It's up to you to decide if you can stomach the risk. Some people set aside a small amount of money in their brokerage account to use for riskier investments. If you try this, you could double your money or more, just like at a Las Vegas roulette table. But just as easily, you might walk away with a big loss.

For long-term needs like retirement, saving a down payment for a home, and paying for college, you should avoid a YOLO investment strategy. Those funds are too important to risk gambling on when to buy and sell a YOLO stock.

Why People Are Using the YOLO Strategy

YOLO investors are a new breed of something that has existed for a long time. In prior generations, Dutch tulips and the West Coast Gold Rush resulted in plenty of newly minted millionaires. If you read about others doing the same with cryptocurrency investment or risky stocks, you may feel like you're missing out.

In many cases, there are still more dollars to be made. But the big runup could just as easily be over. Many would-be millionaires are tempted by the apparent opportunity to get rich quickly. However, if it were that easy, everyone would have done it. Don't get too sucked in when the markets are in mania or you could lose your life savings.

Risks and Benefits of YOLO Investing

YOLO investing may be fun and exciting, and profitable for some. But the overall risks are simply too high for most investors. The odds of losing are almost the same as making money. In the case of YOLO stocks, the risks are much bigger than the benefits.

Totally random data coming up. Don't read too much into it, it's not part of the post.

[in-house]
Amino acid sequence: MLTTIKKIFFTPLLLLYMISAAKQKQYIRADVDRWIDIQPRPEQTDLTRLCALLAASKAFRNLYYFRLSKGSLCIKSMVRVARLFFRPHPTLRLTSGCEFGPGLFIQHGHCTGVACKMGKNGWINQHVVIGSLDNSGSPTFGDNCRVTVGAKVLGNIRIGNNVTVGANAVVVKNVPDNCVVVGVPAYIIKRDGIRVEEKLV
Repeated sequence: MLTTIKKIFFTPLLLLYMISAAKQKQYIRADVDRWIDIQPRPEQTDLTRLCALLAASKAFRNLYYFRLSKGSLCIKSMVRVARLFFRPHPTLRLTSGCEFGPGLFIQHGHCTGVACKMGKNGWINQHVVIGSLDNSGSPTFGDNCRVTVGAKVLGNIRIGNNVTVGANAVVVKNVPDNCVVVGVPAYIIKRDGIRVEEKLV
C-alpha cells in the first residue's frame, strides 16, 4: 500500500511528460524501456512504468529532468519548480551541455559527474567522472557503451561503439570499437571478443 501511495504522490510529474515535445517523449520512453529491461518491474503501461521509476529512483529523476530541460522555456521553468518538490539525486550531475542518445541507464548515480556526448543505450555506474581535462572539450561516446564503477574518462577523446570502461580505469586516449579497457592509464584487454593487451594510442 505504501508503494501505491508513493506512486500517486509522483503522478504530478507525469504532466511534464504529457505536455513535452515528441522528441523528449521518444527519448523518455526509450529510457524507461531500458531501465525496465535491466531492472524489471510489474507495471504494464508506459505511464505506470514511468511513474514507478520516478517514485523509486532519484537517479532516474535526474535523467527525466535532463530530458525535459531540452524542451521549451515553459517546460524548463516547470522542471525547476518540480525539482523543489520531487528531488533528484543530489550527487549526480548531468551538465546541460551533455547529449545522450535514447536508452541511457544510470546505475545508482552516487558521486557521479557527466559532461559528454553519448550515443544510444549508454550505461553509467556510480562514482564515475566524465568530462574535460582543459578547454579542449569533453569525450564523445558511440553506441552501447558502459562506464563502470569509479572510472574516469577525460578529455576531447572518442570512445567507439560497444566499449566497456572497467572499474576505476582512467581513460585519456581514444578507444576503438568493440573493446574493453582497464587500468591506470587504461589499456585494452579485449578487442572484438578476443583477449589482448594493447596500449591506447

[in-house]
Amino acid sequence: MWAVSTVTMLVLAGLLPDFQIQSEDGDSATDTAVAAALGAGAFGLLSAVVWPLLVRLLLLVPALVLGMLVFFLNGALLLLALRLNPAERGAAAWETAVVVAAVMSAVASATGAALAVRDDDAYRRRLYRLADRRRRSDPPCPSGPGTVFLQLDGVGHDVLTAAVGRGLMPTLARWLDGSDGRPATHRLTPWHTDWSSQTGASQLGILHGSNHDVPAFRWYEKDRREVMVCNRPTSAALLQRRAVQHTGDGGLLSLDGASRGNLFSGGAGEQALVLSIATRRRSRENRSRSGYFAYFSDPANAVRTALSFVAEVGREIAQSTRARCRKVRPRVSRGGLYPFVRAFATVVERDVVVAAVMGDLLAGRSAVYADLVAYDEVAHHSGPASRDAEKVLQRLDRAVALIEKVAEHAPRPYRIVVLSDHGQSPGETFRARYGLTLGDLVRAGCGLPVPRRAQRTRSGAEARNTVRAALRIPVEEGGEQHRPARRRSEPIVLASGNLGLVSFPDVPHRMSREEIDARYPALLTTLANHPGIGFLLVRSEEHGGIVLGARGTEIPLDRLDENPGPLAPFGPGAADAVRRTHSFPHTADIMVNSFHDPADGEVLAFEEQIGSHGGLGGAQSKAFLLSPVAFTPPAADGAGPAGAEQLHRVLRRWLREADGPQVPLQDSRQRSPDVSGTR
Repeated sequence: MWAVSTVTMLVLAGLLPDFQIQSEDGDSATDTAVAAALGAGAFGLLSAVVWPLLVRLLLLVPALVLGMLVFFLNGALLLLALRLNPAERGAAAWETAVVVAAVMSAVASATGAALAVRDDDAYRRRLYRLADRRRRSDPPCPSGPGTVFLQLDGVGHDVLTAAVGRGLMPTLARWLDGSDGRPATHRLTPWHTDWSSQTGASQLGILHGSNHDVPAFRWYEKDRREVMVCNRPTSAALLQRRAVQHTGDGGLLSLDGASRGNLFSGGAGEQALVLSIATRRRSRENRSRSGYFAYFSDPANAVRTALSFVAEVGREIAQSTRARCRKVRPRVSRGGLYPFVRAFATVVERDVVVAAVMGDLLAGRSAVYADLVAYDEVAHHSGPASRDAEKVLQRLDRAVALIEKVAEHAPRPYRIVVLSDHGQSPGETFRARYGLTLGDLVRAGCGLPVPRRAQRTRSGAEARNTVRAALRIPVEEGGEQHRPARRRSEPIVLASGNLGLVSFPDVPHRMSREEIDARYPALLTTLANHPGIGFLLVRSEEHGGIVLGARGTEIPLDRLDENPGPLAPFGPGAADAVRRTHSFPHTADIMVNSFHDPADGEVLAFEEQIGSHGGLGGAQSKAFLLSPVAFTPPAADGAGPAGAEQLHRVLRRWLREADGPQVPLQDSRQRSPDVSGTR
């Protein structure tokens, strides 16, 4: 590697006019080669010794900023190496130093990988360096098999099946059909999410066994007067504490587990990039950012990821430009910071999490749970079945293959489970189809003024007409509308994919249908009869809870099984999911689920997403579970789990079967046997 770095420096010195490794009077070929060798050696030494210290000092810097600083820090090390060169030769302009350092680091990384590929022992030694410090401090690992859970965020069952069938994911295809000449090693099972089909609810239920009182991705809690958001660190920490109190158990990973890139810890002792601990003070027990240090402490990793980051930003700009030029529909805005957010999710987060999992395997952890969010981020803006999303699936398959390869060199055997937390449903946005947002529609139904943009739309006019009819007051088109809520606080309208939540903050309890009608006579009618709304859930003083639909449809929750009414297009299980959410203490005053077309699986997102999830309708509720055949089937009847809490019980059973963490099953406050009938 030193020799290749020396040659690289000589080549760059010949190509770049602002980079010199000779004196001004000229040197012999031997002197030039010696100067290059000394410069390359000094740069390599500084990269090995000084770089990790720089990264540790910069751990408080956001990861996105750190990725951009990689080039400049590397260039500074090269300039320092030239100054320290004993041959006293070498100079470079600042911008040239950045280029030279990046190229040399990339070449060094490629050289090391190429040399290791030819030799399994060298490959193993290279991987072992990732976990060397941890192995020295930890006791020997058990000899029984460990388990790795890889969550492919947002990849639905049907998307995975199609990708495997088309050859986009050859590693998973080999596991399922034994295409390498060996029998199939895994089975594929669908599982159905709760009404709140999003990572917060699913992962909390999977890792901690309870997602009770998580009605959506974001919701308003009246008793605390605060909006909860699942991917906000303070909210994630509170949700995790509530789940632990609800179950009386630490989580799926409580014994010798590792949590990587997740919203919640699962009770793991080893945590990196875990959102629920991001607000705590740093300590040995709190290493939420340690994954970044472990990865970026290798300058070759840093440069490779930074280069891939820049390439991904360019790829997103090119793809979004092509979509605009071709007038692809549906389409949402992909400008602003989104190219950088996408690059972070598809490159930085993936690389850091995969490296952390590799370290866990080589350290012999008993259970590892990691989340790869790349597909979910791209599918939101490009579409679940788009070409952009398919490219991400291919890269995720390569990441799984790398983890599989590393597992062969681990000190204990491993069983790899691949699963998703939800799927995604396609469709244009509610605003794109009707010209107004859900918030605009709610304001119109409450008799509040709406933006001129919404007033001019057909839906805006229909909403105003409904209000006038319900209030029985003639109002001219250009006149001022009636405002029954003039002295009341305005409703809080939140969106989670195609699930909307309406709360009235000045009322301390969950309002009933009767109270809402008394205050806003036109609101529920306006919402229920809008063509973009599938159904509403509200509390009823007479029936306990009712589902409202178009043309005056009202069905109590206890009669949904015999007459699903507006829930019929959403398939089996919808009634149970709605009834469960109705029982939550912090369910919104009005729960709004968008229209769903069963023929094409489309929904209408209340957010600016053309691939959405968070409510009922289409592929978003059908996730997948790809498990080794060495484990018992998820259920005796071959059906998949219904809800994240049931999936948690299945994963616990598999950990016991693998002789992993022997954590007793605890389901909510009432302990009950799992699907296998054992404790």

In the example of the recent GameStop stock rollercoaster, some investors bought in at $300 or more per share on the way to a peak of around $350. As of this writing, anyone who bought shares at a price over $250 are down more than $100 per share.

When going into a YOLO trade, it's important to recognize the risks. If you are willing to accept them, keep in mind that there's a good chance you could lose money.

Further Reading: Why We Don't Recommend Day Trading

Pros and Cons of YOLO investing

pros

  • Potential for huge upside
  • Fun and exciting investment opportunity
  • Join an engaging investment community

cons

  • Potential for huge losses
  • Not a stable long-term investment strategy

Bottom Line

YOLO investing is exciting and can lead to big gains. But there's also a good chance you'll walk away with huge losses. In many ways, it's about the same as taking your money to Las Vegas. After all, casinos also offer an entertaining gamble that's likely to lead to big losses.

That's not to say there's no place for YOLO investing in your portfolio for informed investors. As long as you understand the risks and don't invest more than you can afford to lose, YOLO investing can be a fun way to dip your toes into the stock market.

Eric Rosenberg

Eric Rosenberg is a finance, travel and technology writer in Ventura, California. He is a former bank manager and corporate finance and accounting professional who left his day job in 2016 to take his online side hustle full-time. He has in-depth experience writing about banking, credit cards, investing and other financial topics and is an avid travel hacker. When away from the keyboard, Eric enjoys exploring the world, flying small airplanes, discovering new craft beers and spending time with his wife and little girls.

Related Articles

Leave a Reply

Your email address will not be published. Required fields are marked *

Back to top button
Close